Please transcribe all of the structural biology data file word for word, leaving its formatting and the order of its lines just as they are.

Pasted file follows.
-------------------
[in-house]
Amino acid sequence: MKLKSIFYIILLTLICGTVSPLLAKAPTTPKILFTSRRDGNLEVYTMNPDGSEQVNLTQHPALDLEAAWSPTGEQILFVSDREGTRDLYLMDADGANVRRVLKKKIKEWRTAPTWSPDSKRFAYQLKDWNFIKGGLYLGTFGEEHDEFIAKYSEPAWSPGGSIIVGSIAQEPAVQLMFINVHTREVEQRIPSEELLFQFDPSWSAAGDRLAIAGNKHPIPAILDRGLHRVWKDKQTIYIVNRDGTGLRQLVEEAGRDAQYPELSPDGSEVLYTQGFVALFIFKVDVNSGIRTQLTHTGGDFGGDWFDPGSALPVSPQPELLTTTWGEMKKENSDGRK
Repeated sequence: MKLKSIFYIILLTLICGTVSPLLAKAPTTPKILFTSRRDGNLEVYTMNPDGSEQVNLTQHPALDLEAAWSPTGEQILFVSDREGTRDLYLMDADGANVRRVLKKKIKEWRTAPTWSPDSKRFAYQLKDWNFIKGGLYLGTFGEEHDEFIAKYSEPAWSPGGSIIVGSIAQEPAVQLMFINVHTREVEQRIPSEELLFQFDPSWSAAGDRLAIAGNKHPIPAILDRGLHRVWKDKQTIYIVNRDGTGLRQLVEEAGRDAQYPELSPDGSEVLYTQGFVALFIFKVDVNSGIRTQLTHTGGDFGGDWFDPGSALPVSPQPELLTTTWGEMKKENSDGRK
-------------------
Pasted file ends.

[in-house]
Amino acid sequence: MKLKSIFYIILLTLICGTVSPLLAKAPTTPKILFTSRRDGNLEVYTMNPDGSEQVNLTQHPALDLEAAWSPTGEQILFVSDREGTRDLYLMDADGANVRRVLKKKIKEWRTAPTWSPDSKRFAYQLKDWNFIKGGLYLGTFGEEHDEFIAKYSEPAWSPGGSIIVGSIAQEPAVQLMFINVHTREVEQRIPSEELLFQFDPSWSAAGDRLAIAGNKHPIPAILDRGLHRVWKDKQTIYIVNRDGTGLRQLVEEAGRDAQYPELSPDGSEVLYTQGFVALFIFKVDVNSGIRTQLTHTGGDFGGDWFDPGSALPVSPQPELLTTTWGEMKKENSDGRK
Repeated sequence: MKLKSIFYIILLTLICGTVSPLLAKAPTTPKILFTSRRDGNLEVYTMNPDGSEQVNLTQHPALDLEAAWSPTGEQILFVSDREGTRDLYLMDADGANVRRVLKKKIKEWRTAPTWSPDSKRFAYQLKDWNFIKGGLYLGTFGEEHDEFIAKYSEPAWSPGGSIIVGSIAQEPAVQLMFINVHTREVEQRIPSEELLFQFDPSWSAAGDRLAIAGNKHPIPAILDRGLHRVWKDKQTIYIVNRDGTGLRQLVEEAGRDAQYPELSPDGSEVLYTQGFVALFIFKVDVNSGIRTQLTHTGGDFGGDWFDPGSALPVSPQPELLTTTWGEMKKENSDGRK